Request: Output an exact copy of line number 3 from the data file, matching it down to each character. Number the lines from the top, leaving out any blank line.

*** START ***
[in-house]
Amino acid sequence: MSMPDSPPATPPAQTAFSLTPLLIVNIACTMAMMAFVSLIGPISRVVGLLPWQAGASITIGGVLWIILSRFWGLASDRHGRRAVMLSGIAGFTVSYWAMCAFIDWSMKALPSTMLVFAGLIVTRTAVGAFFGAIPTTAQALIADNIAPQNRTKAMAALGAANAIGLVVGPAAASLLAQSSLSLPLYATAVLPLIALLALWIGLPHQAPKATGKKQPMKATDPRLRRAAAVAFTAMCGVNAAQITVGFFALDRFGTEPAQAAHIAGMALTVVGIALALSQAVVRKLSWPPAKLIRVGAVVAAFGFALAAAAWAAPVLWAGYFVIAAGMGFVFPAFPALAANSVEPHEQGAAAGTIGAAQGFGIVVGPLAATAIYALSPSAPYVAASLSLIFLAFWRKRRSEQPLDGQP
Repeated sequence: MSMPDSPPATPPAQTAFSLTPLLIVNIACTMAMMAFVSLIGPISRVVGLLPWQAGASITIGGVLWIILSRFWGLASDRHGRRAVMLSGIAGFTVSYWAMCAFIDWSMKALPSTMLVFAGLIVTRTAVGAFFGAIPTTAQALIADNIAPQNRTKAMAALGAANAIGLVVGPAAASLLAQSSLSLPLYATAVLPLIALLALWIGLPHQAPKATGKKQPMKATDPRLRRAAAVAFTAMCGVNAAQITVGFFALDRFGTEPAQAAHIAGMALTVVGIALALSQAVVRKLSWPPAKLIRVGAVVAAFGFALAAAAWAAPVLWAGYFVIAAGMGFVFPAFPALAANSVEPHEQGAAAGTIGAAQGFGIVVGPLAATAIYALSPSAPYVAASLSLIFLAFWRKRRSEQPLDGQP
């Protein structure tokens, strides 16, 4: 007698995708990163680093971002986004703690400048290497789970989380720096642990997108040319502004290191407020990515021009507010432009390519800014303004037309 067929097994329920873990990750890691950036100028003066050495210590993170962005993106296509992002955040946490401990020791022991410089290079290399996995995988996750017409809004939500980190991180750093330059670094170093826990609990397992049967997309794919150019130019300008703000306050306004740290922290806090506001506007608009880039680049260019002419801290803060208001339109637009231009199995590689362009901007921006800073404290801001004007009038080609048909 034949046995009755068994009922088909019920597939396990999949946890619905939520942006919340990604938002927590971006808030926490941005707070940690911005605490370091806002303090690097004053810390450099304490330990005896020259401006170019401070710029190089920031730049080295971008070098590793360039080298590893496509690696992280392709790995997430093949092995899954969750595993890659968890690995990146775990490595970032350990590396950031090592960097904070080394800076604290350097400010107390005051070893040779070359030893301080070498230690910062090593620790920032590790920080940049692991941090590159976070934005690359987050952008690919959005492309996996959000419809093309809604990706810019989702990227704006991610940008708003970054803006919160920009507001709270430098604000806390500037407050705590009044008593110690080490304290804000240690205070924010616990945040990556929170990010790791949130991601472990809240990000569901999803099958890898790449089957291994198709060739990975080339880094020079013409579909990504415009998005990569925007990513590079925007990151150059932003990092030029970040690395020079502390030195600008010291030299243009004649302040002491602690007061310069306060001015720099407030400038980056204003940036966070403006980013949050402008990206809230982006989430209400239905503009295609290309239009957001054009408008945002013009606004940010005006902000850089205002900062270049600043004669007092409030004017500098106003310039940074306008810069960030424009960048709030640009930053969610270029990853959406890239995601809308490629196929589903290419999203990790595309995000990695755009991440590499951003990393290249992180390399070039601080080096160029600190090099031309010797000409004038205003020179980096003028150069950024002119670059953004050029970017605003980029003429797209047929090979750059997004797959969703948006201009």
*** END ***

Repeated sequence: MSMPDSPPATPPAQTAFSLTPLLIVNIACTMAMMAFVSLIGPISRVVGLLPWQAGASITIGGVLWIILSRFWGLASDRHGRRAVMLSGIAGFTVSYWAMCAFIDWSMKALPSTMLVFAGLIVTRTAVGAFFGAIPTTAQALIADNIAPQNRTKAMAALGAANAIGLVVGPAAASLLAQSSLSLPLYATAVLPLIALLALWIGLPHQAPKATGKKQPMKATDPRLRRAAAVAFTAMCGVNAAQITVGFFALDRFGTEPAQAAHIAGMALTVVGIALALSQAVVRKLSWPPAKLIRVGAVVAAFGFALAAAAWAAPVLWAGYFVIAAGMGFVFPAFPALAANSVEPHEQGAAAGTIGAAQGFGIVVGPLAATAIYALSPSAPYVAASLSLIFLAFWRKRRSEQPLDGQP